LAST WEEKEND'S attack by an unmanned RQ-1A Predator drone on a group of six al Qaeda terrorists was the first known strike by an unmanned aerial vehicle outside Afghanistan. The strike, which killed a top al Qaeda operative who was suspected of having been a key player in the October 2000 attack on the USS Cole, also heralds a new phase of Bush administration's anti-terrorism strategy.

And it is likely that as the U.S. military reconfigures itself for the war on terrorism, tools like the unmanned strike drone will be used increasingly for precision attacks against al Qaeda targets.

The RQ-1A Predator used in last weekend's attack was not originally designed to carry weapons. Built for the Air Force primarily as a surveillance platform, the Predator carries an array of sensors that help war planners see deep into the battlefield without endangering manned spy planes or launching risky reconnaissance missions with special operations commandos.

The drone can take off from a standard 5,000 foot runway and fly for up to 24 hours, controlled by an Air Force-trained pilot sitting in a portable camouflage box about the size of a shipping container. Looking into a TV monitor and flying the vehicle with a joy stick from miles away, the pilot can see a wide swath of land from as high as 25,000 feet. When the pilot sees a target--day or night--he can have the data transmitted in real-time to target planners on the ground or even to manned strike aircraft in the air.

But the prop-plane's builder, General Atomics, designed the Predator with two underwing pylons that can carry a 450-pound payload. In February 2001, the Air Force decided to see if the drone could carry and fire a missile with only slight modifications. The experiment, conducted in the southwest desert, worked, piquing the CIA's interest, which prompted the incorporation of the anti-tank Hellfire missile-equipped Predator into the Agency's covert arsenal.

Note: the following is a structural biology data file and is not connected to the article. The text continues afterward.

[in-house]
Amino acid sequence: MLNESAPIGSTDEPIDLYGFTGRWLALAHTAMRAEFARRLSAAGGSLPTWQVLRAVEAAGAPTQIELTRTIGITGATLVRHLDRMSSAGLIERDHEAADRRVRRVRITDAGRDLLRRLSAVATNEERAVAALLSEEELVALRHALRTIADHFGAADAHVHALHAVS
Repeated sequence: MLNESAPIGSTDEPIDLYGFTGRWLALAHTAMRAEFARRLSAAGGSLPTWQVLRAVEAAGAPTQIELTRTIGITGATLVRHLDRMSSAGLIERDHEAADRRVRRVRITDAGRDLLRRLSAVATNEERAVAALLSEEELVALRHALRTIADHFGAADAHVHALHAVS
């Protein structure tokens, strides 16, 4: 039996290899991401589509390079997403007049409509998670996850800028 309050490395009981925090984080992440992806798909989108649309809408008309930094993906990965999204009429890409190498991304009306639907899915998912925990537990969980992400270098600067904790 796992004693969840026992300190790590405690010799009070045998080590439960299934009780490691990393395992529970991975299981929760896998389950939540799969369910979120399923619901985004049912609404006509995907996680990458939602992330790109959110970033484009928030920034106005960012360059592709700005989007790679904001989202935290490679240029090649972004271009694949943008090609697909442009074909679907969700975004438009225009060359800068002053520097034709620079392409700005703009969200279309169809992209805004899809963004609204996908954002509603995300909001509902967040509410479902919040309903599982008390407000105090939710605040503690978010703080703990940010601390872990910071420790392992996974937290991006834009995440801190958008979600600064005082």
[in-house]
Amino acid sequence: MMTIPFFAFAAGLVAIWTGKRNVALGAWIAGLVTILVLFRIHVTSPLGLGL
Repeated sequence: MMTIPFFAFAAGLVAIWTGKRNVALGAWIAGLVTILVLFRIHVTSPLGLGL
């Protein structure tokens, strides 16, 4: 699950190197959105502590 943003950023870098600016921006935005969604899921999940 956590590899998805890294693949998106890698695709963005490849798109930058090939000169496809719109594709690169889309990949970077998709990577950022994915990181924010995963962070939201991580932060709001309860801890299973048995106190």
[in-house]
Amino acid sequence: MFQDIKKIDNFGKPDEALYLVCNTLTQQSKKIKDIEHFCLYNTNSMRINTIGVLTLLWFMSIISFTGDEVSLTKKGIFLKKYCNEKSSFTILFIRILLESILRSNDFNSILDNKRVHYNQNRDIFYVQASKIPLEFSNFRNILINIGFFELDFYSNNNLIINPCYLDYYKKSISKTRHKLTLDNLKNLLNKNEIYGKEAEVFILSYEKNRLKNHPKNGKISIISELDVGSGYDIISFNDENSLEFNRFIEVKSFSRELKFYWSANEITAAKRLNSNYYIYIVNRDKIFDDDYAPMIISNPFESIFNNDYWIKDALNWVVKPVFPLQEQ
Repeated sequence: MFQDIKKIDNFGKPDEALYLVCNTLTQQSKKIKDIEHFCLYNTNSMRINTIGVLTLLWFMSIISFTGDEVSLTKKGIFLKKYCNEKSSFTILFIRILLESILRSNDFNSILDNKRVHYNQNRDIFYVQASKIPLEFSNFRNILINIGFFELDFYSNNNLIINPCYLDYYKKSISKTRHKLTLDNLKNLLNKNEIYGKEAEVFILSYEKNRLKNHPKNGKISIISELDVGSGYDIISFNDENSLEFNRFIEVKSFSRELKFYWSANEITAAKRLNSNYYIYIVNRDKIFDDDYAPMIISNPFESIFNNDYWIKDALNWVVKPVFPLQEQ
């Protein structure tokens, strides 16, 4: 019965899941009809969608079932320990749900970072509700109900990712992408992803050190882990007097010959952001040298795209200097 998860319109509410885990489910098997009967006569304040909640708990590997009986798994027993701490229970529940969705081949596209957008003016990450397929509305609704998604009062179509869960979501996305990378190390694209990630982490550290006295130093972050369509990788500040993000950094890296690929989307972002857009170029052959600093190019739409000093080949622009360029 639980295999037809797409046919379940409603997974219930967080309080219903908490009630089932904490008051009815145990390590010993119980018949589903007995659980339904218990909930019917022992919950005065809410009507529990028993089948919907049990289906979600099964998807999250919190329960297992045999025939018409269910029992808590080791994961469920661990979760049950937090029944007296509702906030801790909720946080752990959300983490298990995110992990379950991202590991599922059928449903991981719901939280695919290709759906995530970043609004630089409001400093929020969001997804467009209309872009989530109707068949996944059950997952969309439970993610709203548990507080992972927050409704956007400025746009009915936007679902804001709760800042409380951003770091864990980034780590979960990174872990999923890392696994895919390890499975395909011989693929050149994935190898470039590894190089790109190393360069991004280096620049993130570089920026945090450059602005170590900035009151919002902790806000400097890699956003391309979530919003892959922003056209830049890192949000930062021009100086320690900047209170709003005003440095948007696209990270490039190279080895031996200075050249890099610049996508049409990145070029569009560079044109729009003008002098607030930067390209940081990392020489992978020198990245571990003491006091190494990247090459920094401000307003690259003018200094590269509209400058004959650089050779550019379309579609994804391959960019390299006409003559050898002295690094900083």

Then September 11 intervened and the drone was put to work on terrorist targets.

CIA Predator pilots reportedly used the drone in Afghanistan to destroy a vehicle suspected of carrying Mullah Mohammed Omar and to kill a group of men, one of which they thought was Osama bin Laden. These strikes missed their mark. But the attack drones of the future likely won't.

Both the Navy and the Air Force are well on their way to fielding stealthy attack drones, called unmanned combat aerial vehicles, or UCAVs. These new planes will be faster, smarter and more capable than the Predator system, which was not originally designed to carry weapons. When the new UCAVs come into service, the drones could be pre-programmed for their strikes rather than flown remotely by a pilot in a trailer and strikes will be launched with one controller overseeing the operations of several drones at once.

They will be armed with several miniature GPS-guided bombs and will be able to stealthily evade radar and anti-aircraft missiles, returning to base to be re-armed and launched for another attack.

As America pursues terrorists around the globe--particularly in countries that don't want to host a large U.S. force--keep an eye out for more strikes like the one recently in Yemen. Our new silent robot stalkers from the sky are likely to play a more and more significant role as Operation Enduring Freedom moves on.

Christian Lowe is a staff writer for Army Times Publishing in Washington, D.C.

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